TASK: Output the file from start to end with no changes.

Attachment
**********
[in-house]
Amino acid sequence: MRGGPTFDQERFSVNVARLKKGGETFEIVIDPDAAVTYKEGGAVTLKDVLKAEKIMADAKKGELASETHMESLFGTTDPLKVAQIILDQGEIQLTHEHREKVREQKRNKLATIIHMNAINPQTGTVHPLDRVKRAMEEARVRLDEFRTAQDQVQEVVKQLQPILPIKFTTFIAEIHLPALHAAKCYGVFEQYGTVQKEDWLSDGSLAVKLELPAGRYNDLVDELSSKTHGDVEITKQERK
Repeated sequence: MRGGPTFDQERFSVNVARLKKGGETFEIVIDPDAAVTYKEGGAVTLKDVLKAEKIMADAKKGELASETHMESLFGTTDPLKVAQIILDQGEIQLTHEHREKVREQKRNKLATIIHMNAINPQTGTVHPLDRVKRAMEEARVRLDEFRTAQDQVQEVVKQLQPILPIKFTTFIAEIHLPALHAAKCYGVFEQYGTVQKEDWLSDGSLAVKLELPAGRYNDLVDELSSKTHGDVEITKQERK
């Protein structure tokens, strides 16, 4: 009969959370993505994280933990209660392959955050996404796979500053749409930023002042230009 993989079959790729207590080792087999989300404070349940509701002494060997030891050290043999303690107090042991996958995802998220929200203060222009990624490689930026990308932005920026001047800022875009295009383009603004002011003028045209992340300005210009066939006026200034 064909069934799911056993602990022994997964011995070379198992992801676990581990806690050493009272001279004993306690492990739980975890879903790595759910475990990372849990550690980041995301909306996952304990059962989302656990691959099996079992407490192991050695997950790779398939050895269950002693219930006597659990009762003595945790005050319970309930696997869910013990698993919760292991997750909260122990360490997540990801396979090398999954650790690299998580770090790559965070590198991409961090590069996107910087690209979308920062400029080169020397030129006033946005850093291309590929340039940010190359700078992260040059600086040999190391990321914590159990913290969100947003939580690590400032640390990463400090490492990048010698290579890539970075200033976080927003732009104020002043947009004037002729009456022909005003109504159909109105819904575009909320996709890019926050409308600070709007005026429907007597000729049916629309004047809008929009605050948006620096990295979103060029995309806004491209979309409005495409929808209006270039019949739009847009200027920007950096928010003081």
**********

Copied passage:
[in-house]
Amino acid sequence: MRGGPTFDQERFSVNVARLKKGGETFEIVIDPDAAVTYKEGGAVTLKDVLKAEKIMADAKKGELASETHMESLFGTTDPLKVAQIILDQGEIQLTHEHREKVREQKRNKLATIIHMNAINPQTGTVHPLDRVKRAMEEARVRLDEFRTAQDQVQEVVKQLQPILPIKFTTFIAEIHLPALHAAKCYGVFEQYGTVQKEDWLSDGSLAVKLELPAGRYNDLVDELSSKTHGDVEITKQERK
Repeated sequence: MRGGPTFDQERFSVNVARLKKGGETFEIVIDPDAAVTYKEGGAVTLKDVLKAEKIMADAKKGELASETHMESLFGTTDPLKVAQIILDQGEIQLTHEHREKVREQKRNKLATIIHMNAINPQTGTVHPLDRVKRAMEEARVRLDEFRTAQDQVQEVVKQLQPILPIKFTTFIAEIHLPALHAAKCYGVFEQYGTVQKEDWLSDGSLAVKLELPAGRYNDLVDELSSKTHGDVEITKQERK
């Protein structure tokens, strides 16, 4: 009969959370993505994280933990209660392959955050996404796979500053749409930023002042230009 993989079959790729207590080792087999989300404070349940509701002494060997030891050290043999303690107090042991996958995802998220929200203060222009990624490689930026990308932005920026001047800022875009295009383009603004002011003028045209992340300005210009066939006026200034 064909069934799911056993602990022994997964011995070379198992992801676990581990806690050493009272001279004993306690492990739980975890879903790595759910475990990372849990550690980041995301909306996952304990059962989302656990691959099996079992407490192991050695997950790779398939050895269950002693219930006597659990009762003595945790005050319970309930696997869910013990698993919760292991997750909260122990360490997540990801396979090398999954650790690299998580770090790559965070590198991409961090590069996107910087690209979308920062400029080169020397030129006033946005850093291309590929340039940010190359700078992260040059600086040999190391990321914590159990913290969100947003939580690590400032640390990463400090490492990048010698290579890539970075200033976080927003732009104020002043947009004037002729009456022909005003109504159909109105819904575009909320996709890019926050409308600070709007005026429907007597000729049916629309004047809008929009605050948006620096990295979103060029995309806004491209979309409005495409929808209006270039019949739009847009200027920007950096928010003081």